Tight end is one of the positions on the Bears long offseason do to list, and Ebron seems he could be a potential fit. Judging by their Twitter interactions, Akiem Hicks and Tarik Cohen seem to think so.

Hicks replied to Ebron telling him he could hear Bears fans calling his name. Cohen echoed this sentiment in his own tweet, albeit more cryptically.

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Ranking the most painful moments for Bears' fans during the 2020 Championship weekend

Ranking the most painful moments for Bears' fans during the 2020 Championship weekend

You may have noticed that none of the four teams that played this weekend were the Chicago Bears. They haven't played since the last week of December, but since this disastrous season won't end for another two weeks, there's been plenty of time for some especially painful parting shots. And weirdly enough, there were multiple moments through the two games on Sunday that reminded Bears' fans about the 8-8 season that absolutely no one is trying to remember. Shall we go through them? OK!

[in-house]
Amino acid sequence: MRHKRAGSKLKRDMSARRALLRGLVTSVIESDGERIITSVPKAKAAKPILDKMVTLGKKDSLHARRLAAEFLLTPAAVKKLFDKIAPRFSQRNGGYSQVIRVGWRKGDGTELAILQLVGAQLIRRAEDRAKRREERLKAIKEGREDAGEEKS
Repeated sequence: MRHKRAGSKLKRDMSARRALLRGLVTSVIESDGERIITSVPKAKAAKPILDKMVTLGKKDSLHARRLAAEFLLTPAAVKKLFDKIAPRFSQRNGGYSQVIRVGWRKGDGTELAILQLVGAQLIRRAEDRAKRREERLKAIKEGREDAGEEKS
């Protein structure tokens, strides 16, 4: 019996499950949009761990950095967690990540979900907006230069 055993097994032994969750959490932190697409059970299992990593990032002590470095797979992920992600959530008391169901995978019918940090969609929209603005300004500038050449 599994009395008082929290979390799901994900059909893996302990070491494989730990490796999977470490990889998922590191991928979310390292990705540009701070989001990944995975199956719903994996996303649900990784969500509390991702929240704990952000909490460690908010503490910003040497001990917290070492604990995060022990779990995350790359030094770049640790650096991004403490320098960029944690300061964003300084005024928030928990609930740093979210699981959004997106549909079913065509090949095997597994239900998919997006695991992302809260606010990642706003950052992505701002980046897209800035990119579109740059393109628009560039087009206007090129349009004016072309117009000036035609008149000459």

4. Jimmy Garoppolo Beat The Packers To Go To The Super Bowl With 6 Completions 

Remember when the Bears were going to trade for Jimmy G? Back before they traded up to take Trubisky, rumors were swirling that the Patriots' backup was headed to Chicago. That is what it is -- everyone's connected to everyone at one point or another, and Bears have enough potential QB scenarios to give themselves a stroke over. The real kicker was beating the Packers, and Aaron Rodgers, while attempting eight pass attempts. Remember Nagy's I'm-Not-An-Idiot comment after running the ball 7 times against New Orleans. Imagine that, but it works, and it's in the NFC title game. The Bears couldn't beat the Packers on either occasion this season, and that included 98 pass attempts. That sound you hear is someone (you can choose, really) banging their head against the wall inside of Halas Hall.